Following a visit with them, Nick is slowly drawn into their world, both discovering Tom Buchanan has a mistress who lives in the Valley of Ashes, an industrial area lying between the Eggs and New York city, and finding himself increasingly attracted to the Buchanan’s friend, the beautiful, if cynically minded, Jordan Baker.
Then, one Saturday, Nick finds himself invited to one of Jay Gatsby’s great parties, and is thus drawn into an increasingly deep well of infatuation, lust, and tragedy, witnessing first hand a darker side of the so-called American Dream.
Wednesday May 27th – “Farewell, Imagination Island”
Seanchai Library closes its doors at Imagination island with a final set of readings prior to a move to a new location and venue setting.
06:00: Forever Erma
Erma Bombeck achieved great popularity for her newspaper column that described suburban home life from the mid-1960s until the late 1990s. She also published 15 books, most of which became bestsellers. From 1965 to 1996, Erma Bombeck wrote over 4,000 newspaper columns, using broad and sometimes eloquent humour, chronicling the ordinary life of a mid-western suburban housewife. By the 1970s, her columns were read twice-weekly by 30 million readers of the 900 newspapers in the U.S. and Canada
Join Freda Frostbite and Trolly Trollop as the delve into Erma’s wit and wisdom of everyday life, joined by Caledonia Skytower.
19:00: The Night Fairy
With Faerie Maven-Pralou.
Thursday May 28th “Hello From Bradley University!”
Seanchai Library opens its doors at their new venue at Bradley University – more details to follow on the official Seanchai blog, but see below for the events!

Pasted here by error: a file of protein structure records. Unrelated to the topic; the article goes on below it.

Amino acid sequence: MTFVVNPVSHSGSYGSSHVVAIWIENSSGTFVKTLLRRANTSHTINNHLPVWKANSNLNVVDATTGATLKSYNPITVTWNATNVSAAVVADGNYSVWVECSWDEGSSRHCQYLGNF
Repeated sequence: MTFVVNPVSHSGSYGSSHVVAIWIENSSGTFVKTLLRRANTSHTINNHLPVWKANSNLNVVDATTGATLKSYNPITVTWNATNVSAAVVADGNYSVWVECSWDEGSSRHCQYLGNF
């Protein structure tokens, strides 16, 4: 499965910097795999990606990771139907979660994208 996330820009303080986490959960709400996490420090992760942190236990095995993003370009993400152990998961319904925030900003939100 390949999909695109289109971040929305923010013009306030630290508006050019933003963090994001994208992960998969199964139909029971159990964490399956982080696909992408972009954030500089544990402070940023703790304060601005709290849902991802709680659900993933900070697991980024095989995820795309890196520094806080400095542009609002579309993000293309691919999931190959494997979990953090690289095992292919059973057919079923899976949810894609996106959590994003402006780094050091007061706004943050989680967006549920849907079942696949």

19:00: Celtic Flash
With Shandon Loring.
21:00 Seanchai Late Night
With Finn Zeddmore.
Saturday May 30th, Seanchai InWorldz 12:00 Noon: The Reluctant Dragon
Caledonia and Shandon read Kenneth Grahame’s 1898 short story (turned into a film in 1941 by Walt Disney), which plays on the legend of St. George and the Dragon.
When a dragon is discovered living in a cave on the downs near a medieval village, the most unsurprised of the village’s inhabitants is a young boy. He’d always thought the cave to be a dragon’s cave, so the news that one had been seen living there didn’t faze him at all. In fact, given a dragon did live there, it seemed only natural he should go pay it a visit.
What he finds is not entirely what he expected. Rather than being all involved in battling with knights and making a general nuisance of itself, this particular dragon has a passion for poetry and a willingness to be friend with those willing to be friendly towards it.
Unfortunately, the rest of the village don’t take kindly to the dragon’s hospitable ways, and determine that this “pestilential scourge” must be done away with, and call upon none other than St. George to administer the dragon’s dispatch. Hearing of the plan, the boy arranges to bring St. George to meet the dragon and the two become fast friends, and determine not to fight.
Problem is, the villagers are expecting a fight, demand a fight, and by golly, they’re going to make sure there is a fight; something which leaves St. George and the dragon with a bit of problem: how can they fight without actually hurting or killing one another?
Please check with the Seanchai Library SL’s blog for updates and for additions or changes to the week’s schedule. The featured charity for April / May is Habitat for Humanity, with a vision of a world where everyone has a decent place to live – a safe and clean place to call home.